Vacancy Winners of the Central Coast Writers High School Short Story Contest announced


Photograph by Brooks Leffler

A short story by Elias DeLeon of Everett Alvarez High School was selected as the winner of the 2018 Central Coast Writers Short Story Contest for high school students.

DeLeon’s story, Rememory, is a haunting tale based on a photograph of an abandoned old Victorian home in the Salinas Valley. It was selected from 106 submissions from 14 schools throughout Monterey County. “The high level of imagination, creativity and writing skill demonstrated by these young authors proved a hefty challenge to our team of judges,” said Leslie Patiño of the Central Coast Writers group.

DeLeon won $300 for taking the top prize. Other winners included Mei Bailey, of Pacific Grove High, second place; Grace Young, Santa Catalina, third place; and Timothy Mercuri of King City, Jennah Uddin of Learning for Life and Madeline Eubanks of Pacific Grove, honorable mention.

The following are the top three winners:

“It may be that the gulfs will wash us down:
It may be we shall touch the Happy Isles,
And see the great Achilles, whom we knew.
Tho’ much is taken, much abides; and tho’
We are not now that strength which in old days
Moved earth and heaven, that which we are, we are;
One equal temper of heroic hearts,
Made weak by time and fate, but strong in will
To strive, to seek, to find, and not to yield.”
                                    — Alfred, Lord Tennyson

Elias DeLeon, Self Portrait

‘Sign here please,” the suit had told him. “It’s for the deed to the house, sir.”

“And why am I buying the deed to the house again?”

“Because you wanted to seclude yourself to a tiny tract of farmland in Soledad, sir.”

“Huh, I see. You know, there was once this rare type of grape that used to grow in Northwestern Italy, and it would turn into the most beautiful pink wine, given the correct conditions. Anything else and it would rot away in use and value. The Russian de Morgan I believe it was called. By God, it tasted like midnight on the lips.”

His eyes shone with lucidity as his neurons fired in the way they once did; if for only a brief moment, he was himself again.

“Are you certain you want to do this sir?” The suit said hesitantly. “Moving to some worn down, broken house, alone in your condition, all to grow some grape…”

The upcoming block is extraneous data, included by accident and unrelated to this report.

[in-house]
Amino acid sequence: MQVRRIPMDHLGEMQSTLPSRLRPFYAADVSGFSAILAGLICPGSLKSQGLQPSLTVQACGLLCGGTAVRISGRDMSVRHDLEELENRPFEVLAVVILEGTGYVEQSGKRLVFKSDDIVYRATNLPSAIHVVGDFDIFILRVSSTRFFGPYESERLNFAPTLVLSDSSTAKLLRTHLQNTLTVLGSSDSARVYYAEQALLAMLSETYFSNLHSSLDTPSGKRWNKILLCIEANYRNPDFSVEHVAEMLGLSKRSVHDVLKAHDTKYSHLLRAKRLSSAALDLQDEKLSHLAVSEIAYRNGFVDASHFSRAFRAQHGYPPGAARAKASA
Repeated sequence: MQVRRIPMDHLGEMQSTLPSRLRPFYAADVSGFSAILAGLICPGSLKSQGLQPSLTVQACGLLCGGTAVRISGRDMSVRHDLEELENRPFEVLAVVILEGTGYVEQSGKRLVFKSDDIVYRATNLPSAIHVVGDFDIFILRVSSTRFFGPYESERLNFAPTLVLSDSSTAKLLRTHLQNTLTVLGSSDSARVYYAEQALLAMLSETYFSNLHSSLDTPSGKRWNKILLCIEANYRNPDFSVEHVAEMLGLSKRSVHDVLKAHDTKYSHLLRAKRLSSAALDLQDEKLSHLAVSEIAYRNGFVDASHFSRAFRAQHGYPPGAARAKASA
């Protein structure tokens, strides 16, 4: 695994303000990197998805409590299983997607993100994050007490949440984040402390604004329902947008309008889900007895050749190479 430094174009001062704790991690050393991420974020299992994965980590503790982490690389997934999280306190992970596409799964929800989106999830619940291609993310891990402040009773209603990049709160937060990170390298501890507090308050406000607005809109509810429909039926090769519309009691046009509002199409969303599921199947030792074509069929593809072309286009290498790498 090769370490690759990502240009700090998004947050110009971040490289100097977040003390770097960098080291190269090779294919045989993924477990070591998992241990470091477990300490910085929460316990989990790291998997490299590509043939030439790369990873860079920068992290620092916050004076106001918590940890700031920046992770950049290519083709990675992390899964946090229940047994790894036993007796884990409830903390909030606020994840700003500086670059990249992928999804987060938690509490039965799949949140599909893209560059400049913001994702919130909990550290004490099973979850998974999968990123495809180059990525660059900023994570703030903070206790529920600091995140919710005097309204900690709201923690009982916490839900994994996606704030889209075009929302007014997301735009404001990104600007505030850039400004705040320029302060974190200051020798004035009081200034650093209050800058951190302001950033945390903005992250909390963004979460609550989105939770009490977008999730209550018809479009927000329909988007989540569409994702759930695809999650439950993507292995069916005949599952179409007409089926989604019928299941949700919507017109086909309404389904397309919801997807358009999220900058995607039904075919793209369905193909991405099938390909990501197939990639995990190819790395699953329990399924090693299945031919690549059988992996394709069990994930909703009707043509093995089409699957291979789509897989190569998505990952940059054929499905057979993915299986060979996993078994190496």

“So the house is a fixer-upper, but I find that I am no paradise either. So the house is old and outdated, but we are both from another time. So I forget the trivial moments, but I remember the important memories. So I want to grow a grape, but that is what I want, and that is that.”

He seemed adamant, but there was still some sense of uncertainty, some hint of confusion present in his voice. He picked up the pen that had been laying on the nahogamy desk and brought it to the paper, staring blankly at the line where his name was supposed to go.

“Now what’s my name?”

The suit, defeated, obliged him. “Albert Lazarus Zaroff, sir.”

With a loose grip on reality, and fantasies and wonderlands’ hold tightening, he signed his initials on the line.

* * * * *

The suit had dropped him off with everything he needed: clothes, tools, toiletries, and some other items. After reminding him once more why he was there, the suit said his goodbyes and Albert was left, alone with his lonely home.

He stood facing the front of the house and examined his surroundings, drinking in the crisp air and the ubiquitous mountains. His vineyard lay to his left, the sticks protruding from the earth to be where his Rusing de Mongrel grape would bud. His gaze was lost in the miles of grass and the billows of blue sky that flowed in all directions.

Bringing his focus back to the house before him, he saw that the foundation was exposed; it was visible, vulnerable, vital. The house itself fared no better, just as exposed with holes gashed in the wooden floorboards and walls, as though planks were simply ripped off to be better used elsewhere. The house itself was dilapidated, deserted, determined. It was barren in both form and function, save a spired roof on the left where one could hang a weather vane. It was barren in the long valley between the mountains of Soledad; miles and miles of grapes pervaded the land, giving the distance where vision began to blur a distinct hue from the vibrancy of the grapes; but on his own plot of land, the land in which he stood with nothing but his luggage, his grape seeds, and his rapidly waning days, he would– he couldn’t quite remember at this moment. Perhaps it had something to do with midnight. He moved his stuff into the house.

* * * * *

Albert had awoken in his king-sized memory-foam mattress the next day with pink filling his field of vision. He reached for his face, and peeled off a sticky note from his forehead. It had two sentences.

Plant the grapes. You have Alzheimer’s disease.

It was an odd to thing to read from a note stuck to your face first thing in the morning, much less believe. It was too early in the morning for this. Pondering the legitimacy of the note, Albert arose from his bed to go get some coffee.

First off, the grapes. Would it have been a stretch of the imagination to say that he had written it? On the surface, there didn’t appear to be a malignant motive for planting grapes, so maybe he would have written something like that, rather than someone trying to gaslight him, especially considering the second sentence.

Alzheimer’s would explain why he would write the note: to remind himself of things he would forget the next day. But could he have a disease such as that this early in life? The idea was absurd for a man in his mid-thirties, but the recesses of his mind told him it was not so preposterous.

He reluctantly agreed to obey the note. He took the bag of grape seeds and hopped down from the front doorway. He took a hoe that was lying against the wall and began to plow the non-arable ground, preparing a plot of land seemingly belonging to another time, another world, for a grape that was out of season, for a man who hadn’t sipped midnight since he had black hair.

He had plowed, fertilized, and planted the vineyard over the course of the day, and admired his work when he was done.